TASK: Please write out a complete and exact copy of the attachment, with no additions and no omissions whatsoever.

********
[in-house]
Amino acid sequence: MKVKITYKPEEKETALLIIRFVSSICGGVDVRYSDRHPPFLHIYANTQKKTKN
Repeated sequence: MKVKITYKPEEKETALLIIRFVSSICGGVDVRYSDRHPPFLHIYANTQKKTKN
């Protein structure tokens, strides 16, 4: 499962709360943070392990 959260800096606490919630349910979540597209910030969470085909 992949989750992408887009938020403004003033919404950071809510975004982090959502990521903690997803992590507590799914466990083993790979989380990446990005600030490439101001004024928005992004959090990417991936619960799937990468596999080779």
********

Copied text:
[in-house]
Amino acid sequence: MKVKITYKPEEKETALLIIRFVSSICGGVDVRYSDRHPPFLHIYANTQKKTKN
Repeated sequence: MKVKITYKPEEKETALLIIRFVSSICGGVDVRYSDRHPPFLHIYANTQKKTKN
């Protein structure tokens, strides 16, 4: 499962709360943070392990 959260800096606490919630349910979540597209910030969470085909 992949989750992408887009938020403004003033919404950071809510975004982090959502990521903690997803992590507590799914466990083993790979989380990446990005600030490439101001004024928005992004959090990417991936619960799937990468596999080779």